Anyway, Craven’s debut motion picture was inserted among the ‘video nasty’ list in 1984. In summary, ‘video nasty’ is the colloquial definition ascribed to a list of films that were criticised for their violent content by the press, social commentators and various religious organisations.

Last House on the left 3Due to the consequent implementation of the Video Recording Act, a stricter code of censorship has been imposed on videos than was required for cinema release. Several major studio productions were banned on video, as they fell within the scope of legislation designed to control the distribution of video nasty.

Despite many reviewers (among which Roger Ebert and Mark Kermode stood out) praised The Last House and used it as a symbol against the censorship of ideas and free art, the film had been presented to the BBFC (British Board of Film Censors) for theatrical certification throughout the years and it’d constantly been refused. Until 2008 when, upon numerous investigations by the BBFC itself, it was classified uncut for video release.

At this point, you might wonder if the movie is worth its reputation.

To begin with, the violence is quite in your face, although some weird editing choices and poor practical effects (Craven had only some $87.000 budget available) make it looks dated and less effective.

However, The Last House came out in 1972, a time when audiences’ maximum level of gore was represented by the slow-ass zombies of Night of the Living Dead (1968) and the hints to violence in Rosemary’s Baby (1968).

Due to its themes and implications, the film had an impact on me in terms of uneasiness (I must admit I consider rape as the worst crime, sin and cruelty a person could ever commit, alongside with paedophilia). So, I can just imagine how people perceived it back in the 70s.

Besides the controversy, Craven’s debut feature is an iconic rape-and-revenge exploitation that inspired an entire sub-genre with an endless list of titles and made room for a horror field that has little to do with the paranormal or supernatural.

Its grounded and down-to-hearth nature is what I appreciate the most about this film.

On the contrary, an aspect I didn’t like about it is the comic relief. In all fairness, to my knowledge, The Last House was one of the first horror flicks to introduce comedic features, a revolution that still influences horror cinema nowadays.

Unfortunately, in Craven’s film the comic relief – provided by two clumsy policemen – falls short and distracts the viewer from an otherwise dark and depressing story.

The sound design fails as well in creating a suspenseful atmosphere, being filled with tracks more suitable for a hash house than a dramatic situation as the one our teenagers are experiencing.

Last House on the left 2In terms of characters, the criminals are depicted very well and their traits emerge through dialogues and actions more than exposition. The girls and the other protagonists, instead, are flat and victims of the events, therefore not very interesting.

All in all, The Last House of the Left is worth a watch, especially if you are looking for some 80 minutes of ‘twisted’ entertainment. Craven’s debut will not be the only director’s entrance on this list and, perhaps, the next ones will justify his title of Master of Horror. Cheers!

The movies of James Wan, part I – Saw (2004)

Regarded by many as the best horror director working today, James Wan (27 February 1977) went on also screenwriting and producing many of his movie as well as various flicks connected to his works, such as the Saw and Insidious sequels.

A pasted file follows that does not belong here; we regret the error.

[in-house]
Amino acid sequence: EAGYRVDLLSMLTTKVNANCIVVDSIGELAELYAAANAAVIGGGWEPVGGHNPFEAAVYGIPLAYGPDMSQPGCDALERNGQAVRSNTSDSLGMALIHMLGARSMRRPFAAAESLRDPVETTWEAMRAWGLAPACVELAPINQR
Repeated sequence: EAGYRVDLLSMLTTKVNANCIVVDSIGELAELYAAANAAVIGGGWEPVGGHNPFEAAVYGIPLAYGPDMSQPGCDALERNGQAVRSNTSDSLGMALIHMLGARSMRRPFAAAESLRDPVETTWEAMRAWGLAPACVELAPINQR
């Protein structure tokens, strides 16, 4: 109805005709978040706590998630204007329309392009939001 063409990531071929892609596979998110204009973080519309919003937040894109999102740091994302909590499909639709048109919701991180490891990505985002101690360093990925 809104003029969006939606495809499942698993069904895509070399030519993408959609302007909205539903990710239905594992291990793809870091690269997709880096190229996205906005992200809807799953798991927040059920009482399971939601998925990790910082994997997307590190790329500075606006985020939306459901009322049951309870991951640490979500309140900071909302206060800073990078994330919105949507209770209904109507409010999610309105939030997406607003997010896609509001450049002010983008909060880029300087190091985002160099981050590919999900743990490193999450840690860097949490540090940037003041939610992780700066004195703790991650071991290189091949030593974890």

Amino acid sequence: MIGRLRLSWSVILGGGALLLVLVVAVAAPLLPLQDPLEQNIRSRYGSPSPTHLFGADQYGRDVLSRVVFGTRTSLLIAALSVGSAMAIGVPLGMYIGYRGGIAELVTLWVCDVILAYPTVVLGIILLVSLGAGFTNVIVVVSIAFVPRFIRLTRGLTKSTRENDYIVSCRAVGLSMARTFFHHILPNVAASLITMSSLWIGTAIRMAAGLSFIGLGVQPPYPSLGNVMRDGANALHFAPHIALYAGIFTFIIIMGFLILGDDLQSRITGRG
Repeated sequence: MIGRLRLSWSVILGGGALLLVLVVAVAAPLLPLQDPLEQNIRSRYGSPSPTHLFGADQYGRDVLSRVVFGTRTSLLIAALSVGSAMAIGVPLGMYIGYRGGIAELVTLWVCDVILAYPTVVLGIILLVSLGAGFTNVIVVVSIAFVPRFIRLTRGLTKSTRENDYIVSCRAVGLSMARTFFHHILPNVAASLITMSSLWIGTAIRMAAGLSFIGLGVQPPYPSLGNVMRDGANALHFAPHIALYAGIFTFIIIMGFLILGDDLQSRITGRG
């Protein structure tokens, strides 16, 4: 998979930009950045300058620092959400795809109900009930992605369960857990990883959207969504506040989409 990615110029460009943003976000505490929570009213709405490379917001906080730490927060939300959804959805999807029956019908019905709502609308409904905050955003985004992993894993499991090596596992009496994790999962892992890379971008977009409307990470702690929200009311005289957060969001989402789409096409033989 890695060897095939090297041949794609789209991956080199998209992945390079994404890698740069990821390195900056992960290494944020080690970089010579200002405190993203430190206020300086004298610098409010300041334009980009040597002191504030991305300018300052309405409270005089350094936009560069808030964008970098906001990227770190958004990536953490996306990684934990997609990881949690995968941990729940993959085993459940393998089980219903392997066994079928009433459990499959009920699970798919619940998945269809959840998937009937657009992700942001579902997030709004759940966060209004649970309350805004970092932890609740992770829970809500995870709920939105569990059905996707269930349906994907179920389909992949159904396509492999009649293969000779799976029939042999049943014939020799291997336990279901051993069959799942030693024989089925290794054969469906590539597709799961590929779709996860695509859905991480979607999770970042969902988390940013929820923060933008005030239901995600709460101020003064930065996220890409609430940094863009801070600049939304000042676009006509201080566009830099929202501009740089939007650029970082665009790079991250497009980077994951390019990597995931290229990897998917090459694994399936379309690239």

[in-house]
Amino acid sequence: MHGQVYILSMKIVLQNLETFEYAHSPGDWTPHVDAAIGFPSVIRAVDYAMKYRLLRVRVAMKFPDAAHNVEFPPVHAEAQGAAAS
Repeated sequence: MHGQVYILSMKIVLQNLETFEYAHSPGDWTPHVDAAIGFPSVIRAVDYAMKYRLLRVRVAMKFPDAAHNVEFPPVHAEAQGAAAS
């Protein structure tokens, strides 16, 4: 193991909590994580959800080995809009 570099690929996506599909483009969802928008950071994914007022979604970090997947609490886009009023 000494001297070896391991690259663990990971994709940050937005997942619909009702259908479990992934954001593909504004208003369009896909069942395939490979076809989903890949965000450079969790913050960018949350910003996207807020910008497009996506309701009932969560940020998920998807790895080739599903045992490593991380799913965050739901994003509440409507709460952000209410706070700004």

Being able to revitalise several horror clichés, such as tiresome jump-scares and redundant possession-driven plots, Mr. Wan is surrounded by a claque of die-hard fans.

Independently from the single person’s opinion, throughout the last 15 years or so James Wan has had a strong impact of both the independent horror market and the public discussions on the genre. Because of his impact, I decided to analyse and review his movie from the perspective of a neutral horror-lover and passionate moviegoer. I hope you will enjoy this new series.

*Check my previous series on here and here*

Saw (2004) is the movie that set Wan to the Olympus of horror cinema directors and gave birth to the second highest grossing horror franchise in movie history – only behind the Friday the 13th films by a margin of $10 million. Also, alongside with Leigh Whannell – who went on writing and producing nearly all the Wan’s movies – Mr. Wan has been working on the synopsis of Saw for almost 10 years.

Beyond the technical aspects, indeed the passion behind Saw is clear, almost tangible. Most of the horror fans have noticed it, since this film is considered as a masterpiece among them; however, the critics have drastically scaled it down and given it quite mediocre grades.

As per usual, though, I am not quite apt to be convinced by others’ opinion and I try to be unbiased as much as possible in my reviews.

That’s why, even from a technical standpoint, I’d say Saw looks carefully made, with great attention to the locations, smart utilisation of colours and tones, spot on and subtle soundtrack. The production values, although not perfect, are astounding considering the small budget Wan and Whannell had on their disposal.

saw-1-01Assuming that everybody knows the plot, I am going to explain it very briefly: two men awoke in a dirty, desolated bathroom. They are chained to the furniture and nearby a dead body with its head smashed. While they are figuring out a way to escape from this nightmare, Jigsaw – the villain – talks to them through a creepy doll, telling them what to do and explaining his motivations. In the meantime, a police squad led by Danny Glover is trying to solve the mystery surrounding tons of gory and nasty deaths which occurred in the area and that eventually will lead to save the two trapped men and reveal Jigsaw’s identity.